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Choosing the Best Clinical Tests for Shoulder Impingement Syndrome

At last count there were at least 20 different clinical tests to test patients with shoulder pain for subacromial impingement syndrome or SIS. And while that may seem like a good thing (so many helpful tests to choose from!), surgeons simply don't have the time to use each one on every patient with shoulder pain. Not only that, but by the end of all those tests, painful symptoms often get much worse.

The term impingement tells us something is getting pinched. Subacromial impingement syndrome occurs when the rotator cuff tendons rub against the roof of the shoulder, the acromion. Although SIS is one term, it actually represents a wide range of underlying pathologies. There could be a bursitis, rotator cuff tendinopathy, fracture, calcific tendinitis, or other change in the local anatomy contributing to the problem.

But before a plan of treatment can be determined, an accurate diagnosis is needed. That's where all these clinical tests come in. What surgeons, sports physicians, primary care physicians, and physical therapists need is a set of one to three clinical tests for subacromial impingement syndrome that are safe, reliable, and accurate.

In order to find such a set of accurate clinical tests for SIS, a group of researchers conducted a systematic review and meta-analysis. Systematic review means they carefully and systematically combed through all studies that might have had something to do with the subject. In this case their search found 1,338 articles that might qualify. On closer inspection, only 31 studies could actually be included.

A meta-analysis means when studies are too small to have much significance, they can be combined with other similar studies to reach statistical importance. They found five tests used and reported on most often in studies conducted around the world. These five tests included the Hawkins-Kennedy test, Neer's sign, the empty can test, the drop arm test, and the lift-off test.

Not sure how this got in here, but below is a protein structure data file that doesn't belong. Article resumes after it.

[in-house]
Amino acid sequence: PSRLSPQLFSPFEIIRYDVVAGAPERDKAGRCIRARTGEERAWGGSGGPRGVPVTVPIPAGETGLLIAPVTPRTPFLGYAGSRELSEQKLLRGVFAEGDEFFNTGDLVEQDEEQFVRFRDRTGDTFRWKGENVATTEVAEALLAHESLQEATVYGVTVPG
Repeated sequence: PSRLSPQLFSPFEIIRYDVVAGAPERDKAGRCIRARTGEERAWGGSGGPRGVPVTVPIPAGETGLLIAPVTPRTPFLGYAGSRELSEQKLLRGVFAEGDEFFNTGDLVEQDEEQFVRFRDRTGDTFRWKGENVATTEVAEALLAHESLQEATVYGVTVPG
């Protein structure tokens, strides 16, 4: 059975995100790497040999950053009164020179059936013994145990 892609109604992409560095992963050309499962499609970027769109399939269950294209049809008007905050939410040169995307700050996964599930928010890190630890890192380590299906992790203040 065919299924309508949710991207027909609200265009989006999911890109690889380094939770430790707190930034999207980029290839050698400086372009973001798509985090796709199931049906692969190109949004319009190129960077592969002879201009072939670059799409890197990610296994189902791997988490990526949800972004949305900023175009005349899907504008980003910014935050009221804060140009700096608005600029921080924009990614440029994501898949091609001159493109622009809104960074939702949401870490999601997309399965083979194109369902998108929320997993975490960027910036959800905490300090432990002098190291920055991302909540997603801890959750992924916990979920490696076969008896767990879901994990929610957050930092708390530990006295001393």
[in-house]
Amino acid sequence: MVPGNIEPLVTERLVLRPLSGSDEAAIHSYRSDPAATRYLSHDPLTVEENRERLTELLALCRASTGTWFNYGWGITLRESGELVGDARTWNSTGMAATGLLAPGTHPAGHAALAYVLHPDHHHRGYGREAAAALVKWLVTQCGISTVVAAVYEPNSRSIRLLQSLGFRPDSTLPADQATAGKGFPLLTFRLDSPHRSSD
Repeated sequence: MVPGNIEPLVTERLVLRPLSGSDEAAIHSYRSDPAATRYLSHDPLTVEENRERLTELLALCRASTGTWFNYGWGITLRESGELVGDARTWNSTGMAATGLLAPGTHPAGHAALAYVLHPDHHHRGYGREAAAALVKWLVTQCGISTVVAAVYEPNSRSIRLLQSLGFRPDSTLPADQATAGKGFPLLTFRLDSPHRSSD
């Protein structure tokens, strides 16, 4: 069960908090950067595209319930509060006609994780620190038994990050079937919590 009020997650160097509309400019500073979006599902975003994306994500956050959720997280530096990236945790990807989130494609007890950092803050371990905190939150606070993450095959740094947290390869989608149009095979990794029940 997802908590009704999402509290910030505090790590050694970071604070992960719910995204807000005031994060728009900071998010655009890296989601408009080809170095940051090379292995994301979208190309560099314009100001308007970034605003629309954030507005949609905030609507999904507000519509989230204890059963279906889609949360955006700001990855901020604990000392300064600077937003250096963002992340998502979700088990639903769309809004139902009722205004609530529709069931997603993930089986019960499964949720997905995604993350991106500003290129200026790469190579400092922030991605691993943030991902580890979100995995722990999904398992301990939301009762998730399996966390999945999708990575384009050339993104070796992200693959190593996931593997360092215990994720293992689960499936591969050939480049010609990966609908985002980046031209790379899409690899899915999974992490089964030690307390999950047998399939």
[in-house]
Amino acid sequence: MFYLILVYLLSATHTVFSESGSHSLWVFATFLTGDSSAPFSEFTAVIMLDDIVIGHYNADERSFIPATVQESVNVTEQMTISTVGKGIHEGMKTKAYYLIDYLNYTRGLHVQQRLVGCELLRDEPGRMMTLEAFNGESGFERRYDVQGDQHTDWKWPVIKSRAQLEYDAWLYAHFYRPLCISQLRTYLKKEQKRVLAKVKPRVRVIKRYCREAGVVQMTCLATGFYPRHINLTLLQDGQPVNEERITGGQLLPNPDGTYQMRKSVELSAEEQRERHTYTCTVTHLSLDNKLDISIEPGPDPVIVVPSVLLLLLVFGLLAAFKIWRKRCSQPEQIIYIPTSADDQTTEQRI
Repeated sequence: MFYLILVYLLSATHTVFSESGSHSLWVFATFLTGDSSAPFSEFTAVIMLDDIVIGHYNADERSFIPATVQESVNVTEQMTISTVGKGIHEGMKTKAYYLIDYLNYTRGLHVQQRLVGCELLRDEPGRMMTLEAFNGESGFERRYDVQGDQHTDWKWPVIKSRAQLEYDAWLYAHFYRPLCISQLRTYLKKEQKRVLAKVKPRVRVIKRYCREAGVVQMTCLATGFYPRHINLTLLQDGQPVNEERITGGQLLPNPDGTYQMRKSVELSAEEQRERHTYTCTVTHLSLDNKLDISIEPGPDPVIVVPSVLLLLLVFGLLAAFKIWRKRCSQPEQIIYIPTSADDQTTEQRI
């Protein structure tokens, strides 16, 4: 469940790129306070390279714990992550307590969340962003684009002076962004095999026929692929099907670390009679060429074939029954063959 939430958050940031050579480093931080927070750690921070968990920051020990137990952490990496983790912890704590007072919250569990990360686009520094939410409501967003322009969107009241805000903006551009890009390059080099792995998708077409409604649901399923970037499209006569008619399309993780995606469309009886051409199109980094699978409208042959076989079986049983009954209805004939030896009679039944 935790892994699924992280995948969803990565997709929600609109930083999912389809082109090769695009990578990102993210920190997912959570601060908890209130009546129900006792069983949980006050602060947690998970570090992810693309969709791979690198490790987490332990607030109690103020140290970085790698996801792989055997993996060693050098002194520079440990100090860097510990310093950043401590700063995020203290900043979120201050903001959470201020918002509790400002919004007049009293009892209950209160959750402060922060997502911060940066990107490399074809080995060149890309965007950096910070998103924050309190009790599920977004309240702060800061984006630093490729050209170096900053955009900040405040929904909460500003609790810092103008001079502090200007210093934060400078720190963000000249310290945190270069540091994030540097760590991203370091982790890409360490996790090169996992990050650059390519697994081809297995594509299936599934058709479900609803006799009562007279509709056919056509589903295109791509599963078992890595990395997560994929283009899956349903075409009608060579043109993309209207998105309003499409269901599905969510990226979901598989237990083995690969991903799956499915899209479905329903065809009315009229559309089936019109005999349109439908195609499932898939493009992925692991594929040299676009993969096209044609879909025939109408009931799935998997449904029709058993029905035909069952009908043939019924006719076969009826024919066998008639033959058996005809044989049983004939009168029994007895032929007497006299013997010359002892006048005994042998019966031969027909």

Each of these tests is very familiar to physicians and others who examine patients with acute and chronic shoulder pain. These tests may recreate the impingement that is causing painful symptoms or stress weak muscles. Together, they help identify whether the problem is one of impingement, muscle strength/weakness, and whether the rotator cuff is partially or fully torn.

Athletes with sports injuries as well as adults with non-sports related injuries can be tested using these clinical tests. Each test has its own unique benefits and abilities in diagnosing shoulder problems. Accuracy in testing is essential to providing the best treatment for each shoulder problem.

After analyzing the data and reviewing the results from the 31 studies included, the authors made a few discoveries. All five of these tests are useful for diagnosing subacromial impingement syndrome. Three of these tests (Hawkins-Kennedy, Neer's, empty can) were better at ruling out (rather than ruling in) subacromial impingement syndrome (SIS). A negative Neer's sign is very reliable in showing that SIS is not the problem. When the drop arm and lift-off tests are positive, the likelihood of a SIS is strong.

The authors make several suggestions from the results of their study. First, they advise us that the Neer's sign, Hawkins-Kennedy test, and drop-arm test may provide some useful information but by themselves cannot yield an accurate diagnosis. The lift-off arm test is the most informative in confirming a subacromial impingement.

Other diagnostic test such as MRIs or arthroscopic exam may be needed to get the full picture of severity and underlying cause of the shoulder impingement. With an accurate diagnosis the most appropriate treatment can be prescribed whether that is physical therapy or surgery. In this way, unnecessary surgery can be avoided and overall costs of care reduced.


Marwan Alqunaee, RCSI, et al. Diagnostic Accuracy of Clinical Tests for Subacromial Impingement Syndrome: A Systematic Review and Meta-Analysis. In Archives of Physical Medicine and Rehabilitation. February 2012. Vol. 93. No. 2. Pp. 229-236.

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*Disclaimer:* The information contained herein is compiled from a variety of sources. It may not be complete or timely. It does not cover all diseases, physical conditions, ailments or treatments. The information should NOT be used in place of visit with your healthcare provider, nor should you disregard the advice of your health care provider because of any information you read in this topic.
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